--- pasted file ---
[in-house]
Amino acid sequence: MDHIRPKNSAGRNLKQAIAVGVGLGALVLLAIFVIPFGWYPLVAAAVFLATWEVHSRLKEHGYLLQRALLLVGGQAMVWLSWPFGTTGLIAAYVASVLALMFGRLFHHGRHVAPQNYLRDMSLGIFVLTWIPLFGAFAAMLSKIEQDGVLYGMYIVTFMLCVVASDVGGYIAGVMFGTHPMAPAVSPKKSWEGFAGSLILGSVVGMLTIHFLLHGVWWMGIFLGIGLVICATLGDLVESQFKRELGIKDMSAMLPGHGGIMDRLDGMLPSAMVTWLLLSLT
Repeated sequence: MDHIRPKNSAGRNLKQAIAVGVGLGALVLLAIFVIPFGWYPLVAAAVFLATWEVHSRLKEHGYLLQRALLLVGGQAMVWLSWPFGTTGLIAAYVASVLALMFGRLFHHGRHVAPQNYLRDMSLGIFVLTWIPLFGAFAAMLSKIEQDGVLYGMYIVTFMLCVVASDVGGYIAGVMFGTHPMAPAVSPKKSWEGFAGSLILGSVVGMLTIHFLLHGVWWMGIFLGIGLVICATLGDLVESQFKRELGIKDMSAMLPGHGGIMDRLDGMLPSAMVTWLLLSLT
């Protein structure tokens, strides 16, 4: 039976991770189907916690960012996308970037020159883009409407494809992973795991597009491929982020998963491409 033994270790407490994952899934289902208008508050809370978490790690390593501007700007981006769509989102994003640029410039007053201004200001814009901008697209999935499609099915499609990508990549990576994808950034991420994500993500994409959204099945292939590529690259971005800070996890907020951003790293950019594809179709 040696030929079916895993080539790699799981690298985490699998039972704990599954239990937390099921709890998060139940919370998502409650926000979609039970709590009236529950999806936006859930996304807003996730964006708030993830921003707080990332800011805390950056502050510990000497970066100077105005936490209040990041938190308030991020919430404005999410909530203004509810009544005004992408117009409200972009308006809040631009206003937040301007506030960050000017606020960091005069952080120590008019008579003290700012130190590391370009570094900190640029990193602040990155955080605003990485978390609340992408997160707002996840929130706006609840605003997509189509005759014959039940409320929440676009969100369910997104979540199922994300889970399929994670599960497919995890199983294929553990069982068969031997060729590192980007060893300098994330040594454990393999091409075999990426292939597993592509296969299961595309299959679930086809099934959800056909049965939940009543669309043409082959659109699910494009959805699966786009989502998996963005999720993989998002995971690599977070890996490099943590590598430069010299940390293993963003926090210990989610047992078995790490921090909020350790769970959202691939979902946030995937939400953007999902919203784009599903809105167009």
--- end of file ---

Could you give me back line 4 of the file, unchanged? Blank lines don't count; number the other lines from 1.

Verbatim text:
């Protein structure tokens, strides 16, 4: 039976991770189907916690960012996308970037020159883009409407494809992973795991597009491929982020998963491409 033994270790407490994952899934289902208008508050809370978490790690390593501007700007981006769509989102994003640029410039007053201004200001814009901008697209999935499609099915499609990508990549990576994808950034991420994500993500994409959204099945292939590529690259971005800070996890907020951003790293950019594809179709 040696030929079916895993080539790699799981690298985490699998039972704990599954239990937390099921709890998060139940919370998502409650926000979609039970709590009236529950999806936006859930996304807003996730964006708030993830921003707080990332800011805390950056502050510990000497970066100077105005936490209040990041938190308030991020919430404005999410909530203004509810009544005004992408117009409200972009308006809040631009206003937040301007506030960050000017606020960091005069952080120590008019008579003290700012130190590391370009570094900190640029990193602040990155955080605003990485978390609340992408997160707002996840929130706006609840605003997509189509005759014959039940409320929440676009969100369910997104979540199922994300889970399929994670599960497919995890199983294929553990069982068969031997060729590192980007060893300098994330040594454990393999091409075999990426292939597993592509296969299961595309299959679930086809099934959800056909049965939940009543669309043409082959659109699910494009959805699966786009989502998996963005999720993989998002995971690599977070890996490099943590590598430069010299940390293993963003926090210990989610047992078995790490921090909020350790769970959202691939979902946030995937939400953007999902919203784009599903809105167009």